Meeting date: 17 May 2008
(Leader: Nick Sturt)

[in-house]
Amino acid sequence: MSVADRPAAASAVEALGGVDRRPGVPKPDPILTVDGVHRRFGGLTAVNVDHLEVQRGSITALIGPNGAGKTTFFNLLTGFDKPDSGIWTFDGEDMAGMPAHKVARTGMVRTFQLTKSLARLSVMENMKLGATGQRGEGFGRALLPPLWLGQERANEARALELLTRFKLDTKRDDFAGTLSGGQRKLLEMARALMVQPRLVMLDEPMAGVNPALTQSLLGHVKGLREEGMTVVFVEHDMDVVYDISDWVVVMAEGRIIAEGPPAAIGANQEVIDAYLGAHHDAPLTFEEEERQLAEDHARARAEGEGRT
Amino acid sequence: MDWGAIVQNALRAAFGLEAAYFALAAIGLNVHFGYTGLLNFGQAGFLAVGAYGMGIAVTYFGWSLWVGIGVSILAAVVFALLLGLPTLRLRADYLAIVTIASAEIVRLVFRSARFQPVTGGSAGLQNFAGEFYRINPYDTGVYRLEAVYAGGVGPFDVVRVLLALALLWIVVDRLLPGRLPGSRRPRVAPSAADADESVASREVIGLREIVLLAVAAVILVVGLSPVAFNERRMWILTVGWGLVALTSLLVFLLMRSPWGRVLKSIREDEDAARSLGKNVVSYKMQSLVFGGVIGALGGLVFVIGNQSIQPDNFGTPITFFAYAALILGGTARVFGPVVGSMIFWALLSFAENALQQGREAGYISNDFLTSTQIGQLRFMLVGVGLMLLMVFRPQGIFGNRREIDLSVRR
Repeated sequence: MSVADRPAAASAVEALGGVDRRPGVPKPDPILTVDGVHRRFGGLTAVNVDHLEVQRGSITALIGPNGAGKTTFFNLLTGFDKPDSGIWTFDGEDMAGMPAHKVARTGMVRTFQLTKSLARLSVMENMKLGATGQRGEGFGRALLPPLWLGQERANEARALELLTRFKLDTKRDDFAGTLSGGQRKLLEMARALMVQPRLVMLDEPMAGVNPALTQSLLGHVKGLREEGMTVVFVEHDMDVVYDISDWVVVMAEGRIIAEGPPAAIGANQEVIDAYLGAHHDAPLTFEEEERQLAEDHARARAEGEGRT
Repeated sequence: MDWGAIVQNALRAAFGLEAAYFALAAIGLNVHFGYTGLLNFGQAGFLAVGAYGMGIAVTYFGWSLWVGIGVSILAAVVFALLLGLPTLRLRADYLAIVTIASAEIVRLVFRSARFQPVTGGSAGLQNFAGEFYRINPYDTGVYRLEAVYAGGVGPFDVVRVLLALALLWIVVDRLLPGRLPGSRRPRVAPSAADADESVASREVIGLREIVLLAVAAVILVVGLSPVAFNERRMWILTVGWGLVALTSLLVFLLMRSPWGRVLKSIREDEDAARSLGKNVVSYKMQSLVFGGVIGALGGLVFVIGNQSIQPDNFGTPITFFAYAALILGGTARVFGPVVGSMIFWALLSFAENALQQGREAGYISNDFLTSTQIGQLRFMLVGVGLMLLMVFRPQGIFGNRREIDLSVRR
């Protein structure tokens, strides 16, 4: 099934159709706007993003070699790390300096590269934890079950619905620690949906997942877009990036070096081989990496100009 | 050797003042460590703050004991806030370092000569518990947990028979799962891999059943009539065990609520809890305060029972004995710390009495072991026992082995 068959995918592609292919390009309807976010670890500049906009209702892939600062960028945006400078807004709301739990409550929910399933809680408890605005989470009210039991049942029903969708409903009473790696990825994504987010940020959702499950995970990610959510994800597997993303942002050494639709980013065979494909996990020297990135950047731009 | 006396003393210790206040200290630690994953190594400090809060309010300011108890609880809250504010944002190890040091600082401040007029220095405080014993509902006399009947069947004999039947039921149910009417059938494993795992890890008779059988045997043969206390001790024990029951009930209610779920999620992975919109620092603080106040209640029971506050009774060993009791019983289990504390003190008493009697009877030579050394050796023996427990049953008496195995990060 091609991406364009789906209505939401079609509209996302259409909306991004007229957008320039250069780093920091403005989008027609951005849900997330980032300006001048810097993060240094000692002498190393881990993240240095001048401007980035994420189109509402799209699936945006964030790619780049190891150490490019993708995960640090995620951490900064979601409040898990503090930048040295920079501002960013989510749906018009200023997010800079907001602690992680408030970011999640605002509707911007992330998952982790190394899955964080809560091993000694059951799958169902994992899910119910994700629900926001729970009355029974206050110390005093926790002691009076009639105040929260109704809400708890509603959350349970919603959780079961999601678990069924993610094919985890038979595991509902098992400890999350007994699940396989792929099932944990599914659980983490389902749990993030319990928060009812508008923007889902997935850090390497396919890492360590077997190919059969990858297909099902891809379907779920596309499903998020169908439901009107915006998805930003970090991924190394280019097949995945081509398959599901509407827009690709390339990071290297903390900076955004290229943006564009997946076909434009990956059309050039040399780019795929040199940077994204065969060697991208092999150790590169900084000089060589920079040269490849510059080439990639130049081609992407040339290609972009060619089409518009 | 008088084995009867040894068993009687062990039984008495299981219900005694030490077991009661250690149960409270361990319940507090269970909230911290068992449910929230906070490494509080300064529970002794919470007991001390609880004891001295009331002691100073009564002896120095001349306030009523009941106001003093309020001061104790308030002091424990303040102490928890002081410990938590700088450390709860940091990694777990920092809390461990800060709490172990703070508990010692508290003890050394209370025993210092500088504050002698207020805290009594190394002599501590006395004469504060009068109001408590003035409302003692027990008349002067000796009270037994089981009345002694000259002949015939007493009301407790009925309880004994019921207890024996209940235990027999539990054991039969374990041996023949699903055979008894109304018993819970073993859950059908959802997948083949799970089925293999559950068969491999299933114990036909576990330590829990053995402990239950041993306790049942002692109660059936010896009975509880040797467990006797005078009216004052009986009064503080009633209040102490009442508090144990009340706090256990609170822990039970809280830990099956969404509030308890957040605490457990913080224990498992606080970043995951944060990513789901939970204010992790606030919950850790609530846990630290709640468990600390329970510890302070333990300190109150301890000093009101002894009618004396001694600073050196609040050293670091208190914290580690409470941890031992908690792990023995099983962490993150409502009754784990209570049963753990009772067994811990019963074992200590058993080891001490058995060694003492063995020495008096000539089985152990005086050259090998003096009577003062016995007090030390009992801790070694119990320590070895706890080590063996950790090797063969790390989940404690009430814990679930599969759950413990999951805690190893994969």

An interesting day in the former territory of two Sussex botanists of substance: F. H. Arnold and R. C. Stern. On the debit side it proved impossible to re-find Catabrosa aquatica (Water Whorl-grass), Geum rivale (Water Avens), Juncus subnodulosus (Blunt-flowered Rush) or Triglochin palustris (Marsh Arrowgrass), but there was much on the credit side, not least the lack of the lavishly forecast rain. The group set about ransacking Fishbourne Churchyard for aliens before moving on to more natural habitats. Two Chichester Harbour specialities gave themselves up: Carex divisa (Divided Sedge) in profusion and scattered Cochlearia anglica (English Scurvy-grass). It was the day of the Umbellifer, however, with the likes of Petroselinum segetum (Con Parsley) and Torilis nodosa (Knotted Bur-parsley) on the Harbour walls, and occasional Apium graveolens (Wild Celery) and Anthriscus caucalis (Bur Chervil), again by the creek. The patch of Lepidium latifolium (Dittander) growing by the outfall of the Lavant was visited for its connection with Arnold, but there was a more extensive stand found later up the creek (sine remulo, naturally). Alopecurus bulbosus (Bulbous Foxtail) was plentiful in places as we wended our way back to the freshwater marsh where Carex disticha (Brown Sedge) was well represented, and distinct from its cousin C divisa. The party was also able to compare the Pond Sedge Carex riparia with its slenderer relative C acutiformis, noting the different shape of the male glumes. The Millpond provided Carex paniculata (Tussock Sedge), Cyperus longus (Galingale) and Hippuris vulgaris (Mare’s-tail), all there in Arnold’s day. From there along the A259 many more species were ticked off, prize among them the modest Lepidium ruderale (Narrow-leaved Pepperwort) drawn to our attention by Matthew. Finally the members (25) counted the flowering spikes of Ornithogalum pyrenaicum (Spiked Star-of-Bethlehem or Bath Asparagus) along Apuldram Lane (67) at the suggestion of Rod (80). Anne de Potier may have abdicated as Queen of Chichester Harbour, but she was able to make a considerable contribution to the success of the meeting. Over 50 species, many of them notable, were added to the 200+ squares SU80H and M.